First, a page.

Keep ReadingShow less
Bennett Richardson

Bennett Richardson ( @bennettrich) is the president of Protocol. Prior to joining Protocol in 2019, Bennett was executive director of global strategic partnerships at POLITICO, where he led strategic growth efforts including POLITICO's European expansion in Brussels and POLITICO's creative agency POLITICO Focus during his six years with the company. Prior to POLITICO, Bennett was co-founder and CMO of Hinge, the mobile dating company recently acquired by Match Group. Bennett began his career in digital and social brand marketing working with major brands across tech, energy, and health care at leading marketing and communications agencies including Edelman and GMMB. Bennett is originally from Portland, Maine, and received his bachelor's degree from Colgate University.


Why large enterprises struggle to find suitable platforms for MLops

As companies expand their use of AI beyond running just a few machine learning models, and as larger enterprises go from deploying hundreds of models to thousands and even millions of models, ML practitioners say that they have yet to find what they need from prepackaged MLops systems.

As companies expand their use of AI beyond running just a few machine learning models, ML practitioners say that they have yet to find what they need from prepackaged MLops systems.

Photo: artpartner-images via Getty Images

On any given day, Lily AI runs hundreds of machine learning models using computer vision and natural language processing that are customized for its retail and ecommerce clients to make website product recommendations, forecast demand, and plan merchandising. But this spring when the company was in the market for a machine learning operations platform to manage its expanding model roster, it wasn’t easy to find a suitable off-the-shelf system that could handle such a large number of models in deployment while also meeting other criteria.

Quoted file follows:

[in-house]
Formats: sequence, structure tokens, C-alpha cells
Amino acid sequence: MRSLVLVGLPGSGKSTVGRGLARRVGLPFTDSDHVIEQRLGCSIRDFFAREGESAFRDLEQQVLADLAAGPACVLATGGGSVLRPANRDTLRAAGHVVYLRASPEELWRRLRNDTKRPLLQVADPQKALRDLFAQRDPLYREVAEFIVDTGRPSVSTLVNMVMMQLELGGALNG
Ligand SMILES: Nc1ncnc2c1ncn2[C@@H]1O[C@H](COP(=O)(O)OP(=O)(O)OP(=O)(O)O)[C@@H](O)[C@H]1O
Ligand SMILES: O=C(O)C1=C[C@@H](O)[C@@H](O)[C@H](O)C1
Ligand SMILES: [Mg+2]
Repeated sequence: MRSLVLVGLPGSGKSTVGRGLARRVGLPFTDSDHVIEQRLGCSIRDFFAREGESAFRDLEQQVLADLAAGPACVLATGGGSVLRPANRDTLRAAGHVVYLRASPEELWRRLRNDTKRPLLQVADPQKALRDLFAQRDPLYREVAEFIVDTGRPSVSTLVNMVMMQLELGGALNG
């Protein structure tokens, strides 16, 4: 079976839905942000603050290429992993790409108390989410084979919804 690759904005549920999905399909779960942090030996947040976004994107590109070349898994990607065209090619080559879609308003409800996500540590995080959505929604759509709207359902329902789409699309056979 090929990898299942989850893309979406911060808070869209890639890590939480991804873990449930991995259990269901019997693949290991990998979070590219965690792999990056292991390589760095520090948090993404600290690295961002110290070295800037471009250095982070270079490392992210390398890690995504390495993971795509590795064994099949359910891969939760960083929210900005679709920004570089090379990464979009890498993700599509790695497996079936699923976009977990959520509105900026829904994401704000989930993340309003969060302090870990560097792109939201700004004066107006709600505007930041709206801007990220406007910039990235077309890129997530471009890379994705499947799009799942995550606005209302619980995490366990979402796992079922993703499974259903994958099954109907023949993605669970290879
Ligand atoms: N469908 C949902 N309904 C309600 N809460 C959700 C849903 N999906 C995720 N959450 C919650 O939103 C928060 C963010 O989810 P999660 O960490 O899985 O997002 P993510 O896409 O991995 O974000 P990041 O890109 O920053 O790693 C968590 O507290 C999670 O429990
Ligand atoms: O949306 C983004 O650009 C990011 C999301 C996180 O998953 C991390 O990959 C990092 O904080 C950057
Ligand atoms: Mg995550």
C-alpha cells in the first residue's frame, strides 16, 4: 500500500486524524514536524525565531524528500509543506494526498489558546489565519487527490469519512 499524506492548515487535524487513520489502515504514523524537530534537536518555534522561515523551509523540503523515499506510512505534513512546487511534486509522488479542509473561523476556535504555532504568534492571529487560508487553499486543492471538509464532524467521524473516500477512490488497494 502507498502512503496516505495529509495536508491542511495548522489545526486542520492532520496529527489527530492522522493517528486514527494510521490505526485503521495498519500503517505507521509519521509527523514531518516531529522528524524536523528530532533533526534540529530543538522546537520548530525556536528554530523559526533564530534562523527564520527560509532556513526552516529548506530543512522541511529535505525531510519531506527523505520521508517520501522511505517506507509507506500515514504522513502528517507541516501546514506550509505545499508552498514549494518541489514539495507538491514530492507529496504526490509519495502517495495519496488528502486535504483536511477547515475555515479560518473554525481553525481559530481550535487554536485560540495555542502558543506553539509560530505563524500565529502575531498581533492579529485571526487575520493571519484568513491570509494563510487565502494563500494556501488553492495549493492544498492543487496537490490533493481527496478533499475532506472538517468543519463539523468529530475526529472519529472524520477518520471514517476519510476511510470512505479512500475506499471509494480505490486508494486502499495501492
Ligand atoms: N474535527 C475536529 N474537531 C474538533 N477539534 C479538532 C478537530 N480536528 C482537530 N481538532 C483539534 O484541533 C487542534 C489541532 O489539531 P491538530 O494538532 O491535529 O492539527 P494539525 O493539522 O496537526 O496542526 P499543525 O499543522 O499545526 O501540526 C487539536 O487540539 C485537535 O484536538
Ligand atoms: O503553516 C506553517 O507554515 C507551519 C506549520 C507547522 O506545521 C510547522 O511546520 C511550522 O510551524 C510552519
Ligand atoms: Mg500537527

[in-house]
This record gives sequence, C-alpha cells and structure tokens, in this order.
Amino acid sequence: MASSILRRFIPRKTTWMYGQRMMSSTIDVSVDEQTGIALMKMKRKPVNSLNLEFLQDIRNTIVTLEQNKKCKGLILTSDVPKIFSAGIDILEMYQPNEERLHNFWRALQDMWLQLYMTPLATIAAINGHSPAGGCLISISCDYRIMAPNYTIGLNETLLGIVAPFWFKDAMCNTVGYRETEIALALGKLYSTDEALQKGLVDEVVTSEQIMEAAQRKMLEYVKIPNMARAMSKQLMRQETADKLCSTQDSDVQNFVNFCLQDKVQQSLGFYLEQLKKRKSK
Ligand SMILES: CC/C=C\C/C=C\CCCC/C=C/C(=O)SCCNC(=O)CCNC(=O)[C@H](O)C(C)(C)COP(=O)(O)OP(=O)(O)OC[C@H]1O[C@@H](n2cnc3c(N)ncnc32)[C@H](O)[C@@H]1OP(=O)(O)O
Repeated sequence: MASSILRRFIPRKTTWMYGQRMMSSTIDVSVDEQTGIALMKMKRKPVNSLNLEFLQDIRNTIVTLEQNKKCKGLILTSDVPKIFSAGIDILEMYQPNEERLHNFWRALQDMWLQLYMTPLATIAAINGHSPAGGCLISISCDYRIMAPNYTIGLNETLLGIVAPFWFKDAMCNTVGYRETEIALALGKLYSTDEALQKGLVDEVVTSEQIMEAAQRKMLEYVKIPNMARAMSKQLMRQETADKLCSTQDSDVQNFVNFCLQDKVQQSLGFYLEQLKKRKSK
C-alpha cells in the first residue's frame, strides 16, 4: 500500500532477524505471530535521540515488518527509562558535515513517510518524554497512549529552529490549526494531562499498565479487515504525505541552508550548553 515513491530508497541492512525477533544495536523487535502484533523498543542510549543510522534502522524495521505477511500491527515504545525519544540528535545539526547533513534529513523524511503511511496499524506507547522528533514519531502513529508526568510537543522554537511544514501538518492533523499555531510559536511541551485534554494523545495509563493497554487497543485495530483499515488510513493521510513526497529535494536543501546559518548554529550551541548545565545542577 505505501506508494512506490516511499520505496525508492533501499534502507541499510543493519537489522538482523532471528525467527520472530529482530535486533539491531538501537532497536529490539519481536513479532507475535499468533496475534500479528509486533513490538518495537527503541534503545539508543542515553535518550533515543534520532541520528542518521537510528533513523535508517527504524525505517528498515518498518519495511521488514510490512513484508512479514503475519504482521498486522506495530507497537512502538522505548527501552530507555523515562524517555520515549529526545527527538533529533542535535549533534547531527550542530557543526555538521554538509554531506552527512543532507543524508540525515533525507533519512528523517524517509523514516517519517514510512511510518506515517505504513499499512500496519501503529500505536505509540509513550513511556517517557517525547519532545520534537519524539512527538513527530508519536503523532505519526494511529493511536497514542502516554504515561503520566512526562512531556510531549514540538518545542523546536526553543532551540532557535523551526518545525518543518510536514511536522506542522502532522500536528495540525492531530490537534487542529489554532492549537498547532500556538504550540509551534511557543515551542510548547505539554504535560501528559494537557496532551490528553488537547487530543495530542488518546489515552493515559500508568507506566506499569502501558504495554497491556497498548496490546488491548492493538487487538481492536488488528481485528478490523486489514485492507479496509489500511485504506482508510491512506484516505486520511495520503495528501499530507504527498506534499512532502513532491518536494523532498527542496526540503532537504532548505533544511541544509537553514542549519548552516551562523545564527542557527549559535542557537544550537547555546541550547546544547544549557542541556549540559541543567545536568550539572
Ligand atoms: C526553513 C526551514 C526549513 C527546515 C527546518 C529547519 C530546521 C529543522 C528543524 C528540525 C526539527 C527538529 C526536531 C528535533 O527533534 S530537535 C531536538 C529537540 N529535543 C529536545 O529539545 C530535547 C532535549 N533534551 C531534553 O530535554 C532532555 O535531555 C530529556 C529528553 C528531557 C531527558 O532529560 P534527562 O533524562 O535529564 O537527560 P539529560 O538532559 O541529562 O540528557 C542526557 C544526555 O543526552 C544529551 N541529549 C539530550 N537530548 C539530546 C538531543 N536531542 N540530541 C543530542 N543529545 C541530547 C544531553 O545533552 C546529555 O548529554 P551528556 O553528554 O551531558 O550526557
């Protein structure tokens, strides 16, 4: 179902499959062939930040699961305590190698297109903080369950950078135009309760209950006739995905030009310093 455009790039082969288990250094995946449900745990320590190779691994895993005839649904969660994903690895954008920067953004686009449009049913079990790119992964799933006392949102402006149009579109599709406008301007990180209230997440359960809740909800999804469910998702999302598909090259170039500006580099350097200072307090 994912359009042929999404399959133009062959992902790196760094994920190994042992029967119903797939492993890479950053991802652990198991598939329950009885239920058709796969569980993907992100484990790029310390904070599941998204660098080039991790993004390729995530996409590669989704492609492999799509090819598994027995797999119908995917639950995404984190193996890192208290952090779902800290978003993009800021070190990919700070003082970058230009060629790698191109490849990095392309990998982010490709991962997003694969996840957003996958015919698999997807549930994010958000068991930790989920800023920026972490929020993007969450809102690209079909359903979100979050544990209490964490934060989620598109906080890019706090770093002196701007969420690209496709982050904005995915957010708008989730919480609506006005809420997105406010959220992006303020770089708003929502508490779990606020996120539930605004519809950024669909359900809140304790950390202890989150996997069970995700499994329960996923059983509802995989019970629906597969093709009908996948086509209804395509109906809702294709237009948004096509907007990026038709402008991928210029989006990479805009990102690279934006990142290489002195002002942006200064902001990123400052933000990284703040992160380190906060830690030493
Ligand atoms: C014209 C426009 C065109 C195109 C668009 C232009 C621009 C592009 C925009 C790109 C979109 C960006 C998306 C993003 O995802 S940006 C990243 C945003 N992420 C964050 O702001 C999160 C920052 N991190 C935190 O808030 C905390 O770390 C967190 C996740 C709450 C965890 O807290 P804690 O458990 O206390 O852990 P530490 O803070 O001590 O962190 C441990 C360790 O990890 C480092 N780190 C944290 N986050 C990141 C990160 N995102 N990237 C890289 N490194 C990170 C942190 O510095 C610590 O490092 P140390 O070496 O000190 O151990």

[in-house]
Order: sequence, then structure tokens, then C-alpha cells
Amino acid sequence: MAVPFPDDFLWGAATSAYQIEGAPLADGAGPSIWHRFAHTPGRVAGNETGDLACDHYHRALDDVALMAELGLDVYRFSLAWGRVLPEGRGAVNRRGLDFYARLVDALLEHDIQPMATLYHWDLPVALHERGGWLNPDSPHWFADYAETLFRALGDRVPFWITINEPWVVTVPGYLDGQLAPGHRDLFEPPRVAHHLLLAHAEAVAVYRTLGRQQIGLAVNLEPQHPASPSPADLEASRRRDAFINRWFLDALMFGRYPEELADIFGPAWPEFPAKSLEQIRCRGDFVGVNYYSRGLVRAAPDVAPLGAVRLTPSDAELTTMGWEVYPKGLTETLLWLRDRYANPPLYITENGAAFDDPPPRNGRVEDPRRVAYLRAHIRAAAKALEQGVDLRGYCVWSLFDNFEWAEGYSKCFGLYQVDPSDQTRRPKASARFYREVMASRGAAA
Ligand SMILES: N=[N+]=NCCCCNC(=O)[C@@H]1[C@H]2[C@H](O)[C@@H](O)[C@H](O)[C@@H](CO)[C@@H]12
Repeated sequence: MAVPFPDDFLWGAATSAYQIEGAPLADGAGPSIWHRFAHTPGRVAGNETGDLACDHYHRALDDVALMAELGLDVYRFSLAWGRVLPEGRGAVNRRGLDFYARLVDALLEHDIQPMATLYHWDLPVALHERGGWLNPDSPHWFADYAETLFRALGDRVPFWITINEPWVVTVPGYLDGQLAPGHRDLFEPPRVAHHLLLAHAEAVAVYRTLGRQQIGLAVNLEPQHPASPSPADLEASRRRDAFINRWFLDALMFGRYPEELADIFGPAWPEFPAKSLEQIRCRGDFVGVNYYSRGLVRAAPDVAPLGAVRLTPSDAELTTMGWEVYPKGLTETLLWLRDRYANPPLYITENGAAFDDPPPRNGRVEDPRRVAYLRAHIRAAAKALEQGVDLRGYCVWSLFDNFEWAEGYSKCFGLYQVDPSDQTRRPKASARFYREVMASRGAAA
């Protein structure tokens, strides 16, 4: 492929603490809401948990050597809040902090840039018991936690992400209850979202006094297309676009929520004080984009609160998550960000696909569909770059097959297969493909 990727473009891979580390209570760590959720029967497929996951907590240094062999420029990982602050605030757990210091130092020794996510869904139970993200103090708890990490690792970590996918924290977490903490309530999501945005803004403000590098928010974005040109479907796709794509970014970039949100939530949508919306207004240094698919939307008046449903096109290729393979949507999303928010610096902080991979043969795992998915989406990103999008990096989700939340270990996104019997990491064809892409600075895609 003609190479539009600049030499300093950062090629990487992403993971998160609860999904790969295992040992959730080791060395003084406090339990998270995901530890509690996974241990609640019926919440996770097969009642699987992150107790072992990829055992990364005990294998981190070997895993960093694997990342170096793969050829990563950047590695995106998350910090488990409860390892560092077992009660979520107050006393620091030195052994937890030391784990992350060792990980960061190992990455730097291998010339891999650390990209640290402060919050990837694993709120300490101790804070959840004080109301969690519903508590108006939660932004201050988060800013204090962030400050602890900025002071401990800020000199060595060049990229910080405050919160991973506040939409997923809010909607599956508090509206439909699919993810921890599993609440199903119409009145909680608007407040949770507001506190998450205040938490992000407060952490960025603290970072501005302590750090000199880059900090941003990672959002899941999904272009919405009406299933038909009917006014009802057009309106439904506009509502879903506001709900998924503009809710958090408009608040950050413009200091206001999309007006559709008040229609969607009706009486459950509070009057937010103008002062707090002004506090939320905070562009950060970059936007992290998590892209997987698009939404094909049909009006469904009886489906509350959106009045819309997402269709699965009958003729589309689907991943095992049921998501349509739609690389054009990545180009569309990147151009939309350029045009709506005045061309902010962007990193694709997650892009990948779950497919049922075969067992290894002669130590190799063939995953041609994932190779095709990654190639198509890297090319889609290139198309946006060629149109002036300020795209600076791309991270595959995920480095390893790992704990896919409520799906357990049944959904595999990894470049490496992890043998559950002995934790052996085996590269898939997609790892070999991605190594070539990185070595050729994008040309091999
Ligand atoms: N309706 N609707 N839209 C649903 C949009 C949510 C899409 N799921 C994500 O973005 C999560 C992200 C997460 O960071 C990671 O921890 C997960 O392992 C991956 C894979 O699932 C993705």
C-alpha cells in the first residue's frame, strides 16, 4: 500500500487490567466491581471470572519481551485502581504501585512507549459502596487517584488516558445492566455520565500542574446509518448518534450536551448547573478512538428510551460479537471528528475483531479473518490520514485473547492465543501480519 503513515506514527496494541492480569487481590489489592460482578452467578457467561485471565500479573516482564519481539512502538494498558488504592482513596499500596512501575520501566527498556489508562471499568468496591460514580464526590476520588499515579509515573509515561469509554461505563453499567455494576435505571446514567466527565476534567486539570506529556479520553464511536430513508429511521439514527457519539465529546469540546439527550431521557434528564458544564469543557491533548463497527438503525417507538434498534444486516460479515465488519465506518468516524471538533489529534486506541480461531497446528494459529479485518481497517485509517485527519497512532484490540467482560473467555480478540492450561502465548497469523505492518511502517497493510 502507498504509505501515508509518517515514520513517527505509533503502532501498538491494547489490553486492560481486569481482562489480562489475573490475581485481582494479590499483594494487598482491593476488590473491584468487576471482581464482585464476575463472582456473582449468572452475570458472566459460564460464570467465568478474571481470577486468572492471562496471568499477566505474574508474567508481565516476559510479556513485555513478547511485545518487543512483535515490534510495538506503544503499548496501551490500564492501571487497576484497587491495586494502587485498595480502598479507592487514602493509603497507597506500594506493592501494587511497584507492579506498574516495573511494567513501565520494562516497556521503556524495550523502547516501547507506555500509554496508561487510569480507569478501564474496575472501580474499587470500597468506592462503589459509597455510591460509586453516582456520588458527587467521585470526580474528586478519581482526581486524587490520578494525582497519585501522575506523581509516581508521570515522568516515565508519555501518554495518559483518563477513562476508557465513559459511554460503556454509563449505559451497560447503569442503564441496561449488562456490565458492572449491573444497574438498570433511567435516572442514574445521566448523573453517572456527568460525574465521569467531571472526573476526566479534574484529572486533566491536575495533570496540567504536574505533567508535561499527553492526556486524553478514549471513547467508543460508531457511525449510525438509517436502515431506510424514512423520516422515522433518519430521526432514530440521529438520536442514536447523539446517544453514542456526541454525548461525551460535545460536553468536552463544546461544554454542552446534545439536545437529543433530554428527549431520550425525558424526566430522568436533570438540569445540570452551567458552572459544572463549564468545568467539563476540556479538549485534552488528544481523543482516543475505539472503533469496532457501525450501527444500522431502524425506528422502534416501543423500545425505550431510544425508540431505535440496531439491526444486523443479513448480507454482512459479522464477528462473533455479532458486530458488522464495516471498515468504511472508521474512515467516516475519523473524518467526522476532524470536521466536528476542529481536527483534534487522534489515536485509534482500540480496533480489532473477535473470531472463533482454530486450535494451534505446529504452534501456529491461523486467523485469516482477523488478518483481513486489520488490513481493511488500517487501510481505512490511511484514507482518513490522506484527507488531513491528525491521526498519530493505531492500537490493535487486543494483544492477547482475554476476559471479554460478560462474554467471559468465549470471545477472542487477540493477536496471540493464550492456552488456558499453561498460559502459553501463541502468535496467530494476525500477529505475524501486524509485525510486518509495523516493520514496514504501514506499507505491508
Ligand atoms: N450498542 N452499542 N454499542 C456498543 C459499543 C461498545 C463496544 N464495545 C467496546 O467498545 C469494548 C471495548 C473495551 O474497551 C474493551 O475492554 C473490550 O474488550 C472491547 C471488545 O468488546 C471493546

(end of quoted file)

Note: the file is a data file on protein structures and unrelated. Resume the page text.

Some MLops platforms are not well-suited for maintaining even more than 10 machine learning models when it comes to keeping track of data, navigating their user interfaces, or reporting capabilities, Matthew Nokleby, machine learning manager for Lily AI’s product intelligence team, told Protocol earlier this year. “The duct tape starts to show,” he said.

Keep ReadingShow less
Kate Kaye

Kate Kaye is an award-winning multimedia reporter digging deep and telling print, digital and audio stories. She covers AI and data for Protocol. Her reporting on AI and tech ethics issues has been published in OneZero, Fast Company, MIT Technology Review, CityLab, Ad Age and Digiday and heard on NPR. Kate is the creator of and is the author of "Campaign '08: A Turning Point for Digital Media," a book about how the 2008 presidential campaigns used digital media and data.

Latest Stories